Nyangoma School for the Deaf
Mark Ochieng Orwa
We finally reach our destination at mid-morning after a long bumpy ride through the dusty roads that lead to Nyangoma village. It was here where I did my teaching practice a few months ago, at Nyangoma School for the Deaf. Living among the deaf community was an adventure for me. I was able to see things from a different perspective and was amazed to learn how much nonverbal cues help us to communicate better. Working with these students provided me with a totally new experience and now, more than ever, I want to work with the hearing impaired. I met Mark Ochieng Orwa at Nyangoma School.
Mark is a deaf student whose school fee is paid by the Lillian Foundation. Mark is the third born in a very poor family. His father is dead; his mother is a small-scale farmer and, therefore, unable to meet all the needs of the family. However, with money from the Kenyan Constituency Development Fund and the Lillian Foundation he is able to go to a special school for his education. His siblings, who are still in primary school, are also able to go to school because of the free primary education provided by the Kenya Government.
Mark believes that, if not for the help, he wouldn’t have reached this far, saying “I would have a huge bill to settle in school.” In Kenya, students who are unable to pay their school fee beyond primary are likely to be sent home.
Having a chance to go to school has changed Mark’s life. Mark is deaf, but he can speak. He has been taught articulation, so he can also lip read. He has learned to speak and lip reads in Kiswahili, Luo, and English at the school. Now, he can understand and communicate with non-signers.
Within Nyangoma School, there is a primary and a secondary section. Sister Bernadettes Agula is the head teacher of St. Mary’s Primary School for the Deaf, and the acting principal of Father Ouderaa Secondary School for the Hearing Impaired.
“I have been a head teacher here for over twenty years,” says Sister Bernadettes.
Primary school students
|Secondary & high school students|
A challenge that the administration faces when admitting students is that some of the older children joining secondary come from different regions and, therefore, have varying signs just like we have different dialects of the same language. However, they are able to harmonize and agree on the signs to use in school. For younger children who are brought into nursery school without a language, the teachers introduce sign language. Some of the students may also have multiple challenges, including a few cases of mental handicap, in addition to deafness.
Because students learn these skills at school, when they return home to their families, new challenges arise. Students tend to forget most of the signs taught in school since they have different signs that they use at home. When they come back it takes time before they can readjust to using standard sign language. The school administration has made some effort to deal with this.
“At the end of every year we organize for a seminar where all the parents and even siblings of our students are invited. We teach them the same signs that their children learn so that even when they go home they just have the same thing and through this we can see a lot of improvements in the students’ sign language,” says Sister Bernadettes.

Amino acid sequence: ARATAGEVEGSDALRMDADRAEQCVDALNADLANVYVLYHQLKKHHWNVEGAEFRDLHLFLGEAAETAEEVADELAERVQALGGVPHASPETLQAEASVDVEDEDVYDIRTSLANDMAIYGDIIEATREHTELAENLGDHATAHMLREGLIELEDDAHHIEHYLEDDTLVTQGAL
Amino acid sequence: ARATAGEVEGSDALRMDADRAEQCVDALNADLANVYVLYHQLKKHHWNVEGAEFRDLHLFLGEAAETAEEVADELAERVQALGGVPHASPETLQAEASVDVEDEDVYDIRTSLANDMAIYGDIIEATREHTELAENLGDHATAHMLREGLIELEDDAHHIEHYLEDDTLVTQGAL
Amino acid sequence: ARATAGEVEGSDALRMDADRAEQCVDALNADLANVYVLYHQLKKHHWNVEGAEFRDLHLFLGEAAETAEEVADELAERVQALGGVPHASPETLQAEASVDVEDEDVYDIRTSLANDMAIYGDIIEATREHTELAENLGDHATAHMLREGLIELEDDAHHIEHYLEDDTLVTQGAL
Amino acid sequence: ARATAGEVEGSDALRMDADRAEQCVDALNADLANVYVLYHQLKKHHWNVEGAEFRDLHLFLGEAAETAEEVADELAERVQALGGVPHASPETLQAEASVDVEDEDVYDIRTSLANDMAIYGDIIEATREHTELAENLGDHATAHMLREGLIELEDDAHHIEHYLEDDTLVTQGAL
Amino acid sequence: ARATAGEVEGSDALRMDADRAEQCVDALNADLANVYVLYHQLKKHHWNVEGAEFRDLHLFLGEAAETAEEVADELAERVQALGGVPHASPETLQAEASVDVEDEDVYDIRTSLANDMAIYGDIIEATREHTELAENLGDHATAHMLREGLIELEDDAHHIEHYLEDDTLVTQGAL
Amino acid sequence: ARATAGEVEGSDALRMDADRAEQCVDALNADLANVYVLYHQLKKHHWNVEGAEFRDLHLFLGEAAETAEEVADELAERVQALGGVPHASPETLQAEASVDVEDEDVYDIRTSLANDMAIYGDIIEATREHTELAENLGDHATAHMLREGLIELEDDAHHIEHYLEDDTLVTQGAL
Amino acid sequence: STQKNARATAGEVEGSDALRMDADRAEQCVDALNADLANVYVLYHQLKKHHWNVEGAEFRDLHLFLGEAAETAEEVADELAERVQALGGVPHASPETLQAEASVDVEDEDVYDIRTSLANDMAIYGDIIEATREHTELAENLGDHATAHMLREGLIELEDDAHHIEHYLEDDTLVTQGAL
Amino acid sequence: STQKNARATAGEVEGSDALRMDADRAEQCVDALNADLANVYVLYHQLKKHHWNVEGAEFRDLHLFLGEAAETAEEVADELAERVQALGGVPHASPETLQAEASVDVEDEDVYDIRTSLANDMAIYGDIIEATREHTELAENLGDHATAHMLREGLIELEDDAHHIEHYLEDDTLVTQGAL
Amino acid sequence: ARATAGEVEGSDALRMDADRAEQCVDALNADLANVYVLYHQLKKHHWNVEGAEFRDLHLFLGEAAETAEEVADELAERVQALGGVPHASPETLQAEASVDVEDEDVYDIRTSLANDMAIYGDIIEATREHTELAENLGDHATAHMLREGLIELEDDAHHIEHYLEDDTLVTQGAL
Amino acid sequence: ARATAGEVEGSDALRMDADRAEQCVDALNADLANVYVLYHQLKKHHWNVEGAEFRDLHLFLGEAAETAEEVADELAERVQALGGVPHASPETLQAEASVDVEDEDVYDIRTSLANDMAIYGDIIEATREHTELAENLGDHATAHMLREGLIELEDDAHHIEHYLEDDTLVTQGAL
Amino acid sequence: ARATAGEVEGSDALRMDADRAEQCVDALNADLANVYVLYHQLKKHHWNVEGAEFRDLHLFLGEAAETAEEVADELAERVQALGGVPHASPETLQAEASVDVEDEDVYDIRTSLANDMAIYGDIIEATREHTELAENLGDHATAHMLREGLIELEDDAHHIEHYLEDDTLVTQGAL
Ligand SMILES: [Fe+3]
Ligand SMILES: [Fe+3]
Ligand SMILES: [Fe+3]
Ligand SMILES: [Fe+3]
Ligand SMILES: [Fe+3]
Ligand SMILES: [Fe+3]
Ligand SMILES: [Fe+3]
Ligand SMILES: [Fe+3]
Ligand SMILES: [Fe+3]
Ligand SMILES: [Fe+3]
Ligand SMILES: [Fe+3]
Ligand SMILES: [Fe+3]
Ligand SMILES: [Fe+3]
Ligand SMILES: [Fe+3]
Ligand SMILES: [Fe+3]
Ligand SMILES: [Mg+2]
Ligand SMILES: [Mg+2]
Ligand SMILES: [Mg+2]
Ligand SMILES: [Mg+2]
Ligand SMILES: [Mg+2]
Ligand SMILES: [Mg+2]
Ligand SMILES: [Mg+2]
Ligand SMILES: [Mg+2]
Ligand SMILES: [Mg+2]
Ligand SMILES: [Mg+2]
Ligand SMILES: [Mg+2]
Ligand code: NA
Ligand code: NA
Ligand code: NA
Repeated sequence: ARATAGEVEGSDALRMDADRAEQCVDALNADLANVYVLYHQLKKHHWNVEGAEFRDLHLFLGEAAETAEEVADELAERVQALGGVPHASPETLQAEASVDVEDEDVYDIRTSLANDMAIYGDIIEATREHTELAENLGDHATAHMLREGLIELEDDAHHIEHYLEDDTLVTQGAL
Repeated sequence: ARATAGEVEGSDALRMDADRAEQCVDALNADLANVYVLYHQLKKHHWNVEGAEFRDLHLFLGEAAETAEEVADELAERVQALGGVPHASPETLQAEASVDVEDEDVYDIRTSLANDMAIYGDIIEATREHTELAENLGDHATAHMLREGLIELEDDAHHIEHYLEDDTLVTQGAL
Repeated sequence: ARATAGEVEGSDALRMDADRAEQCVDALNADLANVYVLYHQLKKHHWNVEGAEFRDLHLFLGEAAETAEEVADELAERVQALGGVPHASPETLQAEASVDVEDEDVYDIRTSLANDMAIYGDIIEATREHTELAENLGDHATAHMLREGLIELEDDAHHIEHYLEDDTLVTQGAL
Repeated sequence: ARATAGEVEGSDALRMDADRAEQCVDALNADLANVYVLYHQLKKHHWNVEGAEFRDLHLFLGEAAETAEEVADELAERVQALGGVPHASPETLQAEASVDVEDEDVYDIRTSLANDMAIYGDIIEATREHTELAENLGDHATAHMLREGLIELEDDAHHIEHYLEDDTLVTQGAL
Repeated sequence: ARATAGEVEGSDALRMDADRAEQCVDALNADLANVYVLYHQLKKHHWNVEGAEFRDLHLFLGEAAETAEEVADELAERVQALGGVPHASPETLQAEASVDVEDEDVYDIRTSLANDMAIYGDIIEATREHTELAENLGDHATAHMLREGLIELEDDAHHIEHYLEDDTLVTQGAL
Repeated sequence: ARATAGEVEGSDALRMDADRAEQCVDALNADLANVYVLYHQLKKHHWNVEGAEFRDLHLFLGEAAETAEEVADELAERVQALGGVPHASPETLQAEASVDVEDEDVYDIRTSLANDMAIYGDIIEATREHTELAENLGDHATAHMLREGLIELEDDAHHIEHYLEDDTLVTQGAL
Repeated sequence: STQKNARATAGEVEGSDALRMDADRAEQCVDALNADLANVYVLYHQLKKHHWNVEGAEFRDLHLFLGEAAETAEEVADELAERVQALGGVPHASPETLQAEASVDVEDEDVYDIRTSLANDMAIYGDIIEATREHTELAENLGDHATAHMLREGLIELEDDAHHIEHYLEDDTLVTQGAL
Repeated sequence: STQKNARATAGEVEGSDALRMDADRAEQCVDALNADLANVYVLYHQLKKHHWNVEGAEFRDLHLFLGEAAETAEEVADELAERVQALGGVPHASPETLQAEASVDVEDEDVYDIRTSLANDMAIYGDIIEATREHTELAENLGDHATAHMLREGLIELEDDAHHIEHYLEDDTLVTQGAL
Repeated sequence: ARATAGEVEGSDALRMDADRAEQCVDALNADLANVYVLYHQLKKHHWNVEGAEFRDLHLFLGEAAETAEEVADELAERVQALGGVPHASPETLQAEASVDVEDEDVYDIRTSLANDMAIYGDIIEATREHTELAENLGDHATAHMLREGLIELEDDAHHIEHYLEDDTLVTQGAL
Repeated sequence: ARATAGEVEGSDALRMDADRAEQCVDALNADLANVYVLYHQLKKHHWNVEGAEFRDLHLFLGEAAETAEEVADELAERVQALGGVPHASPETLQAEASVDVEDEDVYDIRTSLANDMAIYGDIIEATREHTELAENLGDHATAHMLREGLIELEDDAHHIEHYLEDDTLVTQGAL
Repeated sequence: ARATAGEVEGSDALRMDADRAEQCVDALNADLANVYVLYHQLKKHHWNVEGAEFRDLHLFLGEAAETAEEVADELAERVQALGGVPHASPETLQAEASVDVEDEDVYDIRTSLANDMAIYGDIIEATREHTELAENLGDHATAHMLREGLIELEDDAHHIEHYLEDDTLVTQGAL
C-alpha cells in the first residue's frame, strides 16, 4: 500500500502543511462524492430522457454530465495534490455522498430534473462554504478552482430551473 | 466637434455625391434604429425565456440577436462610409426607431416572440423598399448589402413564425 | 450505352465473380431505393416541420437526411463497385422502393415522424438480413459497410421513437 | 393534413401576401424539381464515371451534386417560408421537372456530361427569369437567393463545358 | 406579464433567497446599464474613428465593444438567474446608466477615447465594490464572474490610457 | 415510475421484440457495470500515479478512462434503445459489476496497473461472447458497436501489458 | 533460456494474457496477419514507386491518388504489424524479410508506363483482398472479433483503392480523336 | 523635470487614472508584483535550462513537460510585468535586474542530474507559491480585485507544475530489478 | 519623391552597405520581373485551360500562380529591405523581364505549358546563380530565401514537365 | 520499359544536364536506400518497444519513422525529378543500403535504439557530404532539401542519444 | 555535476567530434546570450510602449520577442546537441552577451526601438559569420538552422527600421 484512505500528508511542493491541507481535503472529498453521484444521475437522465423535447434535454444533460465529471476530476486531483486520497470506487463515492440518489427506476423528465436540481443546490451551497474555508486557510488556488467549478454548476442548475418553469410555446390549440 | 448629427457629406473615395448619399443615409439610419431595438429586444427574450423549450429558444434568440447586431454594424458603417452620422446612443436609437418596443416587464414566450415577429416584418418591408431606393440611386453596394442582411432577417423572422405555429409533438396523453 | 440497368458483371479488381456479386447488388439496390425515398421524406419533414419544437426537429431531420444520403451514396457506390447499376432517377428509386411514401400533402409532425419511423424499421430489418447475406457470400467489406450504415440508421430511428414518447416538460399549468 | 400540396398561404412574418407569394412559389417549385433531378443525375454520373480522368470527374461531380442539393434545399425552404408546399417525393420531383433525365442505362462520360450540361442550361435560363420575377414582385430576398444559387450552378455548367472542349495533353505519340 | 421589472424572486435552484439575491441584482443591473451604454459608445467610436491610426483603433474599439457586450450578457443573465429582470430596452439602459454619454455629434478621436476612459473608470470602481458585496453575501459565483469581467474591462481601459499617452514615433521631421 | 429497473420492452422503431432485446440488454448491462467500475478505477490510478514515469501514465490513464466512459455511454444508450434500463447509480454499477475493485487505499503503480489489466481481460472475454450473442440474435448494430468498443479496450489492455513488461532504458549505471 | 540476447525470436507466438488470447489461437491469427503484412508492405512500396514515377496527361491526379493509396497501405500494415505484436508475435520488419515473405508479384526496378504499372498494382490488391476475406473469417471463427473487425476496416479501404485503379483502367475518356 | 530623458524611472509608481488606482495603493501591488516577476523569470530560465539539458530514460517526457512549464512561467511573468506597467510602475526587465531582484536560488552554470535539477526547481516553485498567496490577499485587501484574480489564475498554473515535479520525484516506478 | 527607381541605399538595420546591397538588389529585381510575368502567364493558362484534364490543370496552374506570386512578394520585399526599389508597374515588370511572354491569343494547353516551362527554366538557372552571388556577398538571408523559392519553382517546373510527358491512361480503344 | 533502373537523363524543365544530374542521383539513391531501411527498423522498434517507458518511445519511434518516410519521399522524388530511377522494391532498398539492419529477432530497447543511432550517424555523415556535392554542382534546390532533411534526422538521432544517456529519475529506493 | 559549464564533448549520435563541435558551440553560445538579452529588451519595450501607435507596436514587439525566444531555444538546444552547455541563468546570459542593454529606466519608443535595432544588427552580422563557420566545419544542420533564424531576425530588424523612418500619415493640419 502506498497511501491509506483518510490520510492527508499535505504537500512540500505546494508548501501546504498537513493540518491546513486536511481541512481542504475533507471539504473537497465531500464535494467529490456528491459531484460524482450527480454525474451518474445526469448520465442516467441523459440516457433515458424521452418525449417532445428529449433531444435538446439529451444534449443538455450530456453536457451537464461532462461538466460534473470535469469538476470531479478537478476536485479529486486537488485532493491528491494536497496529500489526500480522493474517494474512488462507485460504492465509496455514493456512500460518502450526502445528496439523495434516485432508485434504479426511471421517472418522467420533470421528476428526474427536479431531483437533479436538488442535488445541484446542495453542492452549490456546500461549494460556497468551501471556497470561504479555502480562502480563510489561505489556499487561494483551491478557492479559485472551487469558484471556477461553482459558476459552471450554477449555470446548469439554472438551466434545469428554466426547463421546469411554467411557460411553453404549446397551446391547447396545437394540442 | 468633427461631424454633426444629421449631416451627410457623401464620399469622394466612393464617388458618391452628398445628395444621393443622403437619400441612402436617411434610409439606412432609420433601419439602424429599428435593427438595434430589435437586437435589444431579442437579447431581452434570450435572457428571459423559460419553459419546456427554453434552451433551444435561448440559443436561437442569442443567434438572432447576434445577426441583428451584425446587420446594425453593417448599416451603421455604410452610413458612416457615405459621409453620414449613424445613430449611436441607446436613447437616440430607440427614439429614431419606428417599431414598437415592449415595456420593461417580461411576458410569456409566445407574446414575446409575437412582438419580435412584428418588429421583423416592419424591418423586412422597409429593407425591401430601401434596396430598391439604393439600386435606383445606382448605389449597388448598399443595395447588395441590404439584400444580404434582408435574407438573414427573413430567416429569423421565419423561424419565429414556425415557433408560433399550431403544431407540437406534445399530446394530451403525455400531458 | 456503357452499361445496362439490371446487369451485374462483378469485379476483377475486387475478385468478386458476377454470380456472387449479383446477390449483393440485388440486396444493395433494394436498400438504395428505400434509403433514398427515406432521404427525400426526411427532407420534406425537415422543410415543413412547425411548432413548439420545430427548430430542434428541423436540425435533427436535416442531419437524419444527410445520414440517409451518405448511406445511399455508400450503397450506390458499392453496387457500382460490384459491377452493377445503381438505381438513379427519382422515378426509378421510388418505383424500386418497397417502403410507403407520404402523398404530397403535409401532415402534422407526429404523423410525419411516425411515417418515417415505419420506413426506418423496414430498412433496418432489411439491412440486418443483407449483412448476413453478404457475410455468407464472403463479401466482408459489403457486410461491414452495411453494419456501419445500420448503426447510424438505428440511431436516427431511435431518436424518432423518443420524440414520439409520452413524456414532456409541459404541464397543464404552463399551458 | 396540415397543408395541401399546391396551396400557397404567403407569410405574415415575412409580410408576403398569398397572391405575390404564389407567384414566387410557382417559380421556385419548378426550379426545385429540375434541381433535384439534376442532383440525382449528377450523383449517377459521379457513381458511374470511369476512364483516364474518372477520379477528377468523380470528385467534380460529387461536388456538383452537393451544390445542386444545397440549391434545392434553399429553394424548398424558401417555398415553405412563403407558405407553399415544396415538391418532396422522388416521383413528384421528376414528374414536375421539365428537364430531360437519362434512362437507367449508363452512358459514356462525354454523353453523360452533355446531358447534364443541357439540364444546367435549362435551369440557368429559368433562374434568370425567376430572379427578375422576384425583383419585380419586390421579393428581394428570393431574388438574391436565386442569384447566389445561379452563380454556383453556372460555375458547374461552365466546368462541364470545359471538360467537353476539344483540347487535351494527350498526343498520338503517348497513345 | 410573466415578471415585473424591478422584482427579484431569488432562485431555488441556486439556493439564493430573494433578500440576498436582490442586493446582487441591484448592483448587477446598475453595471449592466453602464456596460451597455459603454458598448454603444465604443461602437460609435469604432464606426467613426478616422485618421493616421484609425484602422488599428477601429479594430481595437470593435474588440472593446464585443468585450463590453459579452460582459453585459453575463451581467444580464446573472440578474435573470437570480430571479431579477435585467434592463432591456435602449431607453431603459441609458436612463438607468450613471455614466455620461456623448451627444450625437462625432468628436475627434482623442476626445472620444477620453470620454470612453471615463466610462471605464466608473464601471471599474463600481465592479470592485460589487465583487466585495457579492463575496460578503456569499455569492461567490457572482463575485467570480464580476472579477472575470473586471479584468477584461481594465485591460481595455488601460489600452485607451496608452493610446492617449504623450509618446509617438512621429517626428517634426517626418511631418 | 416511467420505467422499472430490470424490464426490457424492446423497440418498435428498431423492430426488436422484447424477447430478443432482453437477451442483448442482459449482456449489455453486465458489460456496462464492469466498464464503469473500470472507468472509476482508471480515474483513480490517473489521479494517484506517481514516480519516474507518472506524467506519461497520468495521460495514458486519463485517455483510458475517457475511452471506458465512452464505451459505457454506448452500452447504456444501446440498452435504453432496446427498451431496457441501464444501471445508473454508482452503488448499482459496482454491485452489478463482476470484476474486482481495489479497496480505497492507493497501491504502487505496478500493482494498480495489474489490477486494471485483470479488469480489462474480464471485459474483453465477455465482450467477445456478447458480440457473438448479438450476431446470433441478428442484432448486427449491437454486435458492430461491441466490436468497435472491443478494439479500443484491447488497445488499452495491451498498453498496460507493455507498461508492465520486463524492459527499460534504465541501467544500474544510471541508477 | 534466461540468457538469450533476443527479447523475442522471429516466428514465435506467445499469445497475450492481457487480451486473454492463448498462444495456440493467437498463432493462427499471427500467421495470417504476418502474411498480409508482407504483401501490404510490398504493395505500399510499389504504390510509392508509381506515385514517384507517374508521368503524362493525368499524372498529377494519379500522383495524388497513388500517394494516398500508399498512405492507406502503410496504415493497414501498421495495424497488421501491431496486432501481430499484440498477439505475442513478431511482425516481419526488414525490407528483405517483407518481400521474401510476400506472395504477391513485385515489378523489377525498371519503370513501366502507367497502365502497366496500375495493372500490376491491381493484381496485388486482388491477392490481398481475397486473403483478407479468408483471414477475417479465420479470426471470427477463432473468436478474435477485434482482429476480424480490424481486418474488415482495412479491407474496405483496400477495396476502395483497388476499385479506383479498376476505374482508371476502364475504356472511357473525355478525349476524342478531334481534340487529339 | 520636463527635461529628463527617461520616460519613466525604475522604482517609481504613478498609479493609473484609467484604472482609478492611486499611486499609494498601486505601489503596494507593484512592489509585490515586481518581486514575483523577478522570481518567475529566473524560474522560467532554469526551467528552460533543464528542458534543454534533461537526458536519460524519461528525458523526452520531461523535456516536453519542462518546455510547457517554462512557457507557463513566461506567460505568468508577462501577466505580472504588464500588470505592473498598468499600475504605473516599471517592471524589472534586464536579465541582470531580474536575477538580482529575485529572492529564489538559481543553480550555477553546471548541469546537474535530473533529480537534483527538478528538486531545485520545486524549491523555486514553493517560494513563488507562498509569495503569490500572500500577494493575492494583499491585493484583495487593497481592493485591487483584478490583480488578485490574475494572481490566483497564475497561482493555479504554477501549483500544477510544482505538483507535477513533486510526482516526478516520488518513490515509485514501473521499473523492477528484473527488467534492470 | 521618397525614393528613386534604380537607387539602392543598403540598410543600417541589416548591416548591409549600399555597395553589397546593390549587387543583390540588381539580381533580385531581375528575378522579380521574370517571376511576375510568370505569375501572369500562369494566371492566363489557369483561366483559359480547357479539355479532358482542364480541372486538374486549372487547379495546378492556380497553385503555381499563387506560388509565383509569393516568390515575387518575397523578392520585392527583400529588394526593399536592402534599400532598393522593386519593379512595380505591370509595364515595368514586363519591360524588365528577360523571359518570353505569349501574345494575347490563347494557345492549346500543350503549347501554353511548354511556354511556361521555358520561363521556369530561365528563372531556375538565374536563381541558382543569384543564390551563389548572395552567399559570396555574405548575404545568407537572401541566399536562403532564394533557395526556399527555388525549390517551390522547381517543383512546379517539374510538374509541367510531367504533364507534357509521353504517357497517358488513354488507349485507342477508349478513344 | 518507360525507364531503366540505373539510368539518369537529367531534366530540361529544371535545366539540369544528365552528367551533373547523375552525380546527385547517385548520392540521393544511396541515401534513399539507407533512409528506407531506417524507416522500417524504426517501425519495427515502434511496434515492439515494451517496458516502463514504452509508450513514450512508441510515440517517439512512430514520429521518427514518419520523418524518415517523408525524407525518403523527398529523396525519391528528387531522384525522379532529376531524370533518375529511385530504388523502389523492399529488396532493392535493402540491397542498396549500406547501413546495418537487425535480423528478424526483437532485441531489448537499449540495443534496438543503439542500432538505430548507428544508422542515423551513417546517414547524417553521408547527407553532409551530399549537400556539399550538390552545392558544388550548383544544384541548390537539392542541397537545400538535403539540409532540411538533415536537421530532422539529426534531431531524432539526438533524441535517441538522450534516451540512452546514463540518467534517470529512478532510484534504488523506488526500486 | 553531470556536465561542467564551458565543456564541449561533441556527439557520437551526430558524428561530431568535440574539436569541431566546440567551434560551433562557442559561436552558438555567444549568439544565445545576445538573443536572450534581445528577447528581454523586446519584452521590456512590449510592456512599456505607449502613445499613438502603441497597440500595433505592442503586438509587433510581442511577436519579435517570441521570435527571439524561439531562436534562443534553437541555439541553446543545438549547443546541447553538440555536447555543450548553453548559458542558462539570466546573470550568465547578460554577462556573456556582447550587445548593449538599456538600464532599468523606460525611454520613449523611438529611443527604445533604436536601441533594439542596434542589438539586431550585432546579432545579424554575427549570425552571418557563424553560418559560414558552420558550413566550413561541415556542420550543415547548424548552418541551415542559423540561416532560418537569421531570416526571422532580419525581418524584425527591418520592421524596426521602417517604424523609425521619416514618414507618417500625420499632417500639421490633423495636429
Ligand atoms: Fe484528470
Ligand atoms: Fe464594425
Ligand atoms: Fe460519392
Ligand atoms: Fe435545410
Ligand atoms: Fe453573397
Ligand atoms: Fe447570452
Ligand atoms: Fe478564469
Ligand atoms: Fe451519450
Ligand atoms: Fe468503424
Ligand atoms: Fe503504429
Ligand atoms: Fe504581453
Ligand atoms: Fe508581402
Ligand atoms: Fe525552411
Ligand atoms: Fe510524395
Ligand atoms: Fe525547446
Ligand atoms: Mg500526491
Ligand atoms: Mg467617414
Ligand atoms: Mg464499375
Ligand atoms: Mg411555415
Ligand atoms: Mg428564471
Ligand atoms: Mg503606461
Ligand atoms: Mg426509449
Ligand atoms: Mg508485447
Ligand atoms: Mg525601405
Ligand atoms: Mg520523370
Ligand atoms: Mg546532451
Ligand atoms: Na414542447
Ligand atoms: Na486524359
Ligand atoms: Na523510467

St.Mary’s School for the Deaf was started in 1961 by the Franciscan Sisters from Holland and it was initially located in Lwak. Later on it was moved to Nyangoma, initiated by the parish priest who had set up a mission centre here.
|Mr.Vitalis the deputy headteacher||
Sister Benadettes the headteacher
“The mission would take up child services within the community in order to be able to identify the deaf children since there were no assessment centres developed yet,” says Mr. Vitalis (the deputy), who was born and raised in Nyangoma.
Main donors include Terre des Hommes from Netherlands and German Friends who have built the classrooms, dormitories, kitchen, dining hall and an underground water tank. The Catholic Diocese in Germany also funded the school to buy a mini bus.
“The children are here because of sponsors who pay their fees,” says Sister Bernadettes.
The Lillian Foundation supports the school by paying school fees for fifty children. The Foundation only assists the handicapped children who are below twenty-five years and Sister Bernadettes is their mediator.
“As the mediator I have to go to the homes of the handicapped children and dig deeper for information and give Lillian Foundation a report once I have identified them,” says Sister Bernadettes.
The Lillian Foundation provides medical attention and corrective surgery and pays school fees for some handicapped students. The Christian Fund for Children and Aging, based in the U.S., also assists in paying school fees. Together, these organizations offer supportive appliances such as crutches, hearing aids, and eyeglasses. In addition, they provide funds for income generating activities for the handicapped children. These organizations not only assist the deaf children, but support people with handicaps more generally.
Sister Bernadettes says, “Now that I am working with the deaf, I should not only mediate for the deaf but also for other handicapped who I come across in the region… who need assistance.”
In addition to providing for the educational needs of these deaf children, the school also looks after their overall wellbeing. The students learn both to communicate and to accomplish the activities of daily living. This enables them to fit in the society without fear of rejection or inferiority.
Mark will finish secondary school in 2014. He is likely to attend Nyangoma Technical Institute for the Deaf and hopes to make a career out of teaching the deaf.